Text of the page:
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How Can We Curb the Autoimmune Epidemic? New Paper Suggests a Path Forward

Both autoimmunity and autoimmune diseases are dramatically increasing in many parts of the world, notes Dr. Frederick Miller, a current NIH Scientist Emeritus and former head of the National Institute of Environmental Health Sciences Environmental Autoimmunity Group, a leader in the study of autoimmune diseases. Projections now suggest that autoimmune diseases will soon become one of the most predominant medical disorders in the US. In his newly released paper in Current Opinion In Immunology, Dr. Miller presents a concise review of the current state of autoimmunity, the drivers, and potential solutions for how to improve future outcomes.

Fred Miller
Dr. Frederick Miller

“The evolving autoimmune epidemic will continue to have increasingly devastating impacts on those affected, their families and our society unless we focus much more attention and research into the causes, better diagnostics, and improved treatments and prevention,” said Dr. Miller.

Research links the increase to changes in diet; environmental exposures to pesticides, pollutants, drugs and other chemicals; increased obesity; sleep deprivation; stress; air pollution and the overall impacts of climate change. Those who are debilitated by autoimmune disease are all too aware of the catastrophic personal and professional impacts that chronic autoimmunity entails, and the devastation that care partners also encounter when assisting their loved one on their medical journey.

While there is an overall increase, just how many individuals are impacted is difficult to ascertain. Why? According to the paper:

  • A lack of consensus in autoimmune disease definitions, and even agreement on which specific illnesses constitute the autoimmune diseases, impedes research and clinical care
  • Many autoimmune diseases go undiagnosed, and variability in certain geographic regions and in ethnic and racial backgrounds make estimating the total numbers a challenge
  • There are no centralized, standardized databases to collect relevant data
  • There is no coordinated, orchestrated approach to research.

There is also a lack of consensus on both the direct and indirect costs to both the individual patient, and to society. Some estimates for overall direct costs to the economy are around $100 billion per year, but these are likely gross underestimates as many indirect costs are not included. These include the negative health impacts on the individual patient and his or her family, and the indirect costs resulting from lost productivity of the patient, the family and society overall, which are all significant but difficult to accurately assess.

Without action, the scenario will continue to worsen.

Dr. Miller outlines a path forward that the autoimmune community can collectively take and actions it can pursue. The National Academies of Sciences, Engineering, and Medicine recently recommended that an Office of Autoimmune Disease, Autoimmunity Research be established and recently, the Office of Research on Women’s Health was empowered by Congress to become the home for the new Office of Autoimmune Disease Research. The Academies’ recommendations for the new office included the following:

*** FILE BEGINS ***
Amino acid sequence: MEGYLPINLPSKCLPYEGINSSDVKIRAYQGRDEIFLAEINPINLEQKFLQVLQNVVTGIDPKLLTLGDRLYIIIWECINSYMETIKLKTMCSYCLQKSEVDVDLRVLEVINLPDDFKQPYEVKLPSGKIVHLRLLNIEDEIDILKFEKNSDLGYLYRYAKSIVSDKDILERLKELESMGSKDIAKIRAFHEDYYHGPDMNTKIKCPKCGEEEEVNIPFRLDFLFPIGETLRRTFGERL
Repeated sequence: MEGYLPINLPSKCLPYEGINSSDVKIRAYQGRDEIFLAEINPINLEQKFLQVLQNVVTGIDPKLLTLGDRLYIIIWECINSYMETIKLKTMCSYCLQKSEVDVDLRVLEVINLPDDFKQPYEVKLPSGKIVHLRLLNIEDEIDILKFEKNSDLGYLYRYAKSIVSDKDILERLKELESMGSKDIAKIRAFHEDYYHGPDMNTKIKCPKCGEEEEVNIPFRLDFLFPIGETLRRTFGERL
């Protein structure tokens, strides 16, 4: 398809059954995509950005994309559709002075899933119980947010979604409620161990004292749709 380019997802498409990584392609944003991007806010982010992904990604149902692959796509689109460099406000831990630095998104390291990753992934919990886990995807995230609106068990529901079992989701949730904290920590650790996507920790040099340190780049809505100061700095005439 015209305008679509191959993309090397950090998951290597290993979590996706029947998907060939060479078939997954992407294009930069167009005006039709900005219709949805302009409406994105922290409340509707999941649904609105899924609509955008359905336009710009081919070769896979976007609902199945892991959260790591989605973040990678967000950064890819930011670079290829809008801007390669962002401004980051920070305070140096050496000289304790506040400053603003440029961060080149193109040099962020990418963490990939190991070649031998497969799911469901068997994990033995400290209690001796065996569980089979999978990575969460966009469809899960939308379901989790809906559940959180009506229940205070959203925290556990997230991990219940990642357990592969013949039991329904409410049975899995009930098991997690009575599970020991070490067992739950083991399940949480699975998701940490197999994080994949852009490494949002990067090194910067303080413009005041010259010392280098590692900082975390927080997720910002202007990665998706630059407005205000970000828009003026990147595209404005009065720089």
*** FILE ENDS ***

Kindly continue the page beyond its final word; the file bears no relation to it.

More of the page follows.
• Identification of a working, consensus definition
  • Establishment of comprehensive, standardized autoimmune registries
  • Coordinated research around an overall strategic action plan that maximizes resources and technological breakthroughs.

Dr. Miller suggests a number of possible approaches that may help impede the rise in autoimmunity including an international approach to the coordination of activities; the design and implementation of a combination of clinical, laboratory and environmental exposure features that will help patients achieve an earlier diagnosis; defining best practices for medical care, therapies and access to them; and identification of practical solutions for early prevention and detection.

Dr. Miller states, “The cost of inaction will be profound, and only by dedicating additional resources now can we decrease the future frequency, morbidity, mortality, and costs of these conditions.”

Read the entire paper here.*

*Note about accessing the paper: Patients and caregivers can make requests for individual papers related to medicine and healthcare at no cost. These papers can be requested by e-mailing [email protected] We aim to provide the requested articles within 24 hours. Please include the article title and author(s), date published, and/or the URL if available. This will ensure that our team can locate the requested content as quickly as possible. In addition, patients and caregivers who participate in the publication of an article and have a preference or need to publish that article open access, but lack the funds for the Article Publishing Charge, can make a request for a waiver of the APC by emailing [email protected] . Please include the article title; author(s); and the journal title you have submitted the article to.

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